22. Strangeone, but that;s not so easy, they are few and far between, no like my city, where everything is a short bike ride away, besides I haven’t seen a really good wholefood shop yet. And I have never seen the type of full/multi grain breads I like. There are no outdoor markets, you need a car to get anywhere; ecological produce is very expensive, I find shopping for healthy food in America very difficult.

  23. Aafke – move to boston 🙂 we’re full of farms and organic produce and diff varieties of grain…

  24. I would love to! It’s over 100” in Dallas! 😦

  25. Texas sucks, come to Michigan, we’ve got everything here. 🙂

  26. Try Wholefoods ( a bit expensive, but a somewhat larger selection), Sprouts, and the health food sections of other grocery stores. You can also try “Asia World Market” , which I believe is a Chinese (Mandarin?; I can’t remember) grocery store. For Arabic foods, I have heard that Sara Bakery is good. I would also try any small grocers in your area. There are ones that cater more to specific ethnic styles of foods, such as Iranian, Turkish, etc.

    Trader Joe’s is another good place to shop, and I have been hearing rumors about the chain coming to the Dallas area.

    Here are some other websites I found in a web search that are more related to local organic co-ops:

    I am not sure how well they work in reality or anything like that.

    I can ask around if you’d like and see if I can come up with any better ideas for organic produce in the area…?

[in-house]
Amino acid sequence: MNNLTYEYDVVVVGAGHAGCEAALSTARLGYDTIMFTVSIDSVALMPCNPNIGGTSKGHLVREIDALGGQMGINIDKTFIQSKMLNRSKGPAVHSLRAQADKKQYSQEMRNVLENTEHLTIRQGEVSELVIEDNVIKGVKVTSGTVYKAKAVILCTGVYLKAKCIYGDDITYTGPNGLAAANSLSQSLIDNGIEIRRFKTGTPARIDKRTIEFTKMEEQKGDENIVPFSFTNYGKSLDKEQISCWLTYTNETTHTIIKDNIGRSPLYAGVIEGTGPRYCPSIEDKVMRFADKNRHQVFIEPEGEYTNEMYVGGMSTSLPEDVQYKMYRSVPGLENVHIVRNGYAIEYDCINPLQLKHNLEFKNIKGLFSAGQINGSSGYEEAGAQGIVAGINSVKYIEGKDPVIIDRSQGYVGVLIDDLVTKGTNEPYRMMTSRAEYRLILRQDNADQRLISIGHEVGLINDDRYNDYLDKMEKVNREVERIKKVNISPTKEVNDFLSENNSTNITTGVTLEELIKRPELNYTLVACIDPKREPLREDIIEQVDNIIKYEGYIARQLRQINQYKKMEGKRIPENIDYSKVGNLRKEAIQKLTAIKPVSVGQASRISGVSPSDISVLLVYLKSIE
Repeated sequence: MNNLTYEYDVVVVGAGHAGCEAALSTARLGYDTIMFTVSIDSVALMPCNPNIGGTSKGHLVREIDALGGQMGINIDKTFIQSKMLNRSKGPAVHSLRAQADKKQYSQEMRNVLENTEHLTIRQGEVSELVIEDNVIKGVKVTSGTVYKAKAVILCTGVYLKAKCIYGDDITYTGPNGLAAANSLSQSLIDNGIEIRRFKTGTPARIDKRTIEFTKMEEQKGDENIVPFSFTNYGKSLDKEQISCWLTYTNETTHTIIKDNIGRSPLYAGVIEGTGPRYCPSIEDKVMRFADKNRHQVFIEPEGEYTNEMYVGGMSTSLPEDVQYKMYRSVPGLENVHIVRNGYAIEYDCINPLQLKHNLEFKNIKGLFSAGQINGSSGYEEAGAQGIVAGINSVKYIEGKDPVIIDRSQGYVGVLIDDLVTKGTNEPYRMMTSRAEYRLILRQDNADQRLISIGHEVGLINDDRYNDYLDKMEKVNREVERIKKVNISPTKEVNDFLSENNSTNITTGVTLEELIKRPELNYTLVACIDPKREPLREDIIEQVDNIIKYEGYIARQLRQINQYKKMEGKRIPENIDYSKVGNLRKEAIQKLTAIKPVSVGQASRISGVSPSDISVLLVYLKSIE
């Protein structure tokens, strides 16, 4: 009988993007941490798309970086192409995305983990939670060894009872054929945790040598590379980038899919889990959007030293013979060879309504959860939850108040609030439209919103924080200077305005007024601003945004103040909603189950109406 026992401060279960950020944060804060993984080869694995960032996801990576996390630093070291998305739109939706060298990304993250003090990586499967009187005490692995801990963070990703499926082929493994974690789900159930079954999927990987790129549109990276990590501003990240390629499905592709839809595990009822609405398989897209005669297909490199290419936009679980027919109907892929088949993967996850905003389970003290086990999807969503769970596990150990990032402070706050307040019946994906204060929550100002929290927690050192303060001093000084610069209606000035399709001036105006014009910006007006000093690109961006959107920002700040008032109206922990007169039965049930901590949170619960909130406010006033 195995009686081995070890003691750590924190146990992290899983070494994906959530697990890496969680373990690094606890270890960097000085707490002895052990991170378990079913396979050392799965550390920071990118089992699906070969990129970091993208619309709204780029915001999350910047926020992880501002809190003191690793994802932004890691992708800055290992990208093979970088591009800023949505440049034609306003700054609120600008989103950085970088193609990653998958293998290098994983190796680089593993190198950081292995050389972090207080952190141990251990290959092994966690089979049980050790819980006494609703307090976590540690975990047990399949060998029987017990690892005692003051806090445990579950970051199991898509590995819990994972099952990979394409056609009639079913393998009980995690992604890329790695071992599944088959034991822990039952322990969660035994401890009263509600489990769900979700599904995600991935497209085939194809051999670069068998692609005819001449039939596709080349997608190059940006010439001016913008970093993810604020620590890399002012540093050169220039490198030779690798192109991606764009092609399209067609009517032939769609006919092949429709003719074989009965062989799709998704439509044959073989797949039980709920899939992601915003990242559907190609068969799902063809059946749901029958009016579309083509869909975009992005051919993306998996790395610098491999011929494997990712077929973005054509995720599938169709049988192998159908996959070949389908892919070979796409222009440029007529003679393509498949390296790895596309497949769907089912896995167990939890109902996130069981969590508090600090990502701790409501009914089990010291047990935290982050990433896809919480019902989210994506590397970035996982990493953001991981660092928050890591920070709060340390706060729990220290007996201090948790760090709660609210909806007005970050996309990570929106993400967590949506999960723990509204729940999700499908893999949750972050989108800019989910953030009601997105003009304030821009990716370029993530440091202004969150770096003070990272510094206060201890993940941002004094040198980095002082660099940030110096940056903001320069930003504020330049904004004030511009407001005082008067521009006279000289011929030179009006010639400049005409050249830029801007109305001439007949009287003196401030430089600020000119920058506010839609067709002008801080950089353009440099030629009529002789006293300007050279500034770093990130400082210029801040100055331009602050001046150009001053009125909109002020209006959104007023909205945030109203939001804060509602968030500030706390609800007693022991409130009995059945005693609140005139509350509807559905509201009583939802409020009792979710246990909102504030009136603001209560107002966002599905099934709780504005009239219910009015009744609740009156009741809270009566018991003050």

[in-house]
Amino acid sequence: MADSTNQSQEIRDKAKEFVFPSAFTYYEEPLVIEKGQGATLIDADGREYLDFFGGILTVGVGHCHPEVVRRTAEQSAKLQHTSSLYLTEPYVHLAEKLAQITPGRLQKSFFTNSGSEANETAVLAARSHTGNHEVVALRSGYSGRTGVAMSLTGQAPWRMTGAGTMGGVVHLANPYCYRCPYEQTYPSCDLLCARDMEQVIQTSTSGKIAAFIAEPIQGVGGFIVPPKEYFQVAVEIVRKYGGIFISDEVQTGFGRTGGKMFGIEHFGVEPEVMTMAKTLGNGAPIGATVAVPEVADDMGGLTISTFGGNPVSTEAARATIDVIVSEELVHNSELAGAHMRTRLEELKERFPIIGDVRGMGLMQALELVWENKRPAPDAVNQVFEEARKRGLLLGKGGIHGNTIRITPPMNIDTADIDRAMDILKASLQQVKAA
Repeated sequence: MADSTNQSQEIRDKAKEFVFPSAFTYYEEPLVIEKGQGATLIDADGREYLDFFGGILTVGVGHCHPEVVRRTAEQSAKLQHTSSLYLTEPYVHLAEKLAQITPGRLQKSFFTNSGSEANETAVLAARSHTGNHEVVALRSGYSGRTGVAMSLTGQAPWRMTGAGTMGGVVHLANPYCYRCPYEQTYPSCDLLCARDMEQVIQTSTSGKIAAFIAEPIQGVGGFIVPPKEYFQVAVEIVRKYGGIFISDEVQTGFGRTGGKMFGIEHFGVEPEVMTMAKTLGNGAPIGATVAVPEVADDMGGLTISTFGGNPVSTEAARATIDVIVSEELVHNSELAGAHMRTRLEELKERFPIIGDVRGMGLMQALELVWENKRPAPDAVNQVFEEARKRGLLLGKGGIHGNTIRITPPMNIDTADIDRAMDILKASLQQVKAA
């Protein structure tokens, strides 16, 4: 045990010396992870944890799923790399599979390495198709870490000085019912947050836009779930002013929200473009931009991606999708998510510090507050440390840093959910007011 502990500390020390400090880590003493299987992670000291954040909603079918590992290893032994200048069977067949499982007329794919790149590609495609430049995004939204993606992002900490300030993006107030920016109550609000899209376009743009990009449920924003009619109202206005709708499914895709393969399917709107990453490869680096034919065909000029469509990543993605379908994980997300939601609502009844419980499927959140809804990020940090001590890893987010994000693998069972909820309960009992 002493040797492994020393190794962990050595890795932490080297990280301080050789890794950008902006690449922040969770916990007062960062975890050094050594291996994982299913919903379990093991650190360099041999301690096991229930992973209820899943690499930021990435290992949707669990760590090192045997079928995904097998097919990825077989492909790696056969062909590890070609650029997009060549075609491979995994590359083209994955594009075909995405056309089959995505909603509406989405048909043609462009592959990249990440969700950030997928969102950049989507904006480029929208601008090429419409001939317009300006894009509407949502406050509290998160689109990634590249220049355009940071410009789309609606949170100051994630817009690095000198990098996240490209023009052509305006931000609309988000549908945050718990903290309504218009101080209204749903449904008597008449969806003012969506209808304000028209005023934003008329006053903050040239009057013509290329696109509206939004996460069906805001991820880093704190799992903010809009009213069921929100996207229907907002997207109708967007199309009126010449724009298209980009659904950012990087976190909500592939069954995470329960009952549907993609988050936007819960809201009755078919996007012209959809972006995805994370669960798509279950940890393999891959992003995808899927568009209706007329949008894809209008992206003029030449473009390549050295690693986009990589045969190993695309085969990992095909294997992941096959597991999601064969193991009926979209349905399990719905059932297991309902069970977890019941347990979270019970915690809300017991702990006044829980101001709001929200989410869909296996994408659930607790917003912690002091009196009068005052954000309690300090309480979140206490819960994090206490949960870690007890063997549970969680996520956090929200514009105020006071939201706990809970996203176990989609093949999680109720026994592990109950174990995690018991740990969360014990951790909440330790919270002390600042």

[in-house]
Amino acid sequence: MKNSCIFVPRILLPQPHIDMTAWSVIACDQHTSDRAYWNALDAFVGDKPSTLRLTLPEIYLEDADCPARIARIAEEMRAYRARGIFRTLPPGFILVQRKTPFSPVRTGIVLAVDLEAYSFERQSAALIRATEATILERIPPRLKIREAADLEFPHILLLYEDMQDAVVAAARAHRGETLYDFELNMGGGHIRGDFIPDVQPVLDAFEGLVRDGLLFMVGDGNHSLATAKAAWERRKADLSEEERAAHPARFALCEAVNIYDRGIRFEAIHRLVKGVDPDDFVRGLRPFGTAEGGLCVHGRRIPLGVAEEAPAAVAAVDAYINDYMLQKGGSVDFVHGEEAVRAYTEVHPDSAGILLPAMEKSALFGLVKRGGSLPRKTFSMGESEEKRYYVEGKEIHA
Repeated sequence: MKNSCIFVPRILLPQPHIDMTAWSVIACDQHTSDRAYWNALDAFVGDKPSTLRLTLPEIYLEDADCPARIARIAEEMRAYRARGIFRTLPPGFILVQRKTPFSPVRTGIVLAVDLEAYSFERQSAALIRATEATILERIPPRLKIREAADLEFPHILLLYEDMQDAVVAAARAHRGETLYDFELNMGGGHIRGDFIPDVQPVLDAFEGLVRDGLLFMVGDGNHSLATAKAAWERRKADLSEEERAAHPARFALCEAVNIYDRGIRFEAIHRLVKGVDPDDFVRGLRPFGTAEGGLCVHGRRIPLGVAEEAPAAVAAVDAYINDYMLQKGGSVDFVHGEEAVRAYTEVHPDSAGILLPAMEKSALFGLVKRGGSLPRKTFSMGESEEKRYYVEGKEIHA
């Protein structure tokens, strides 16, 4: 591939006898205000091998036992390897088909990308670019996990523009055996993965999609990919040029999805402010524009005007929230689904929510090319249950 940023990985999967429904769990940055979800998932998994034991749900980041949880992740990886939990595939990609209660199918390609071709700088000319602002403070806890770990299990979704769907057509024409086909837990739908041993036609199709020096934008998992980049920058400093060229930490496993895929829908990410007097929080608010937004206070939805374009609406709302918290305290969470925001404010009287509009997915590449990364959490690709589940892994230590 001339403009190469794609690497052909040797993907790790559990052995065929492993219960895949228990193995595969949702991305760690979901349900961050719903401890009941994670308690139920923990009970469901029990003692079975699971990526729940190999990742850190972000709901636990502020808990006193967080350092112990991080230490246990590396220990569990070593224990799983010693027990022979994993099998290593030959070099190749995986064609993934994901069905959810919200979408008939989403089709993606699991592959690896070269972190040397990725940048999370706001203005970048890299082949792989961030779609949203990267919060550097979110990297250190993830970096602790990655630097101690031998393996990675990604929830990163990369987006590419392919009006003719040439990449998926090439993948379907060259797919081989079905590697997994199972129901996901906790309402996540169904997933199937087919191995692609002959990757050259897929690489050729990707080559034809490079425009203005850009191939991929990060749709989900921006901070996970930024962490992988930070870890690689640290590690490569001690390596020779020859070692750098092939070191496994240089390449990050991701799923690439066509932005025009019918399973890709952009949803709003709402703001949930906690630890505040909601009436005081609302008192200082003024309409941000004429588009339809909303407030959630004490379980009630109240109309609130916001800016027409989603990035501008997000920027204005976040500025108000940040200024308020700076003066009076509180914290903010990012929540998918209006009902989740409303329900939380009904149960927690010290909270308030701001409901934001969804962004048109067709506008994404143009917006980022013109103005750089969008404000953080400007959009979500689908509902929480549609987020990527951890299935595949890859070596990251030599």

100F in Dallas may not be great, but it is still much better than the barely 80F I experienced in the UK! 🙂 I do miss being able to take public transportation that was possible in England, though.

    There are quite a few local cycling groups in the area, which still isn’t the same as riding your bike everywhere I realize. Check out sites for local sports/outdoors stores that hold events, such as, look online at city websites for information on community events and activities (sometimes they’ll post info on walking/cycling events), and also websites such as

  27. Aafke,
    I just replied to your comment, but the post is in moderation because I posted 3 links in it. Hope the info helps you some! It’s always hard adjusting to a new place. Hope you find things a bit easier to adjust to in Dallas! ❤ I went through similar frustrations regarding finding organic produce when I moved to England.

  28. ‘Some families like their rice dish better if the rice at the bottom of the plan has scorched and is a crispy brown.’

    Guess what I had tonight!!! LOL That NEVER happens with Minute Rice.

  29. Sandy- I’m in Riyadh and Danube does have brown long grain, but sometimes it out of stock and its VERY expensive!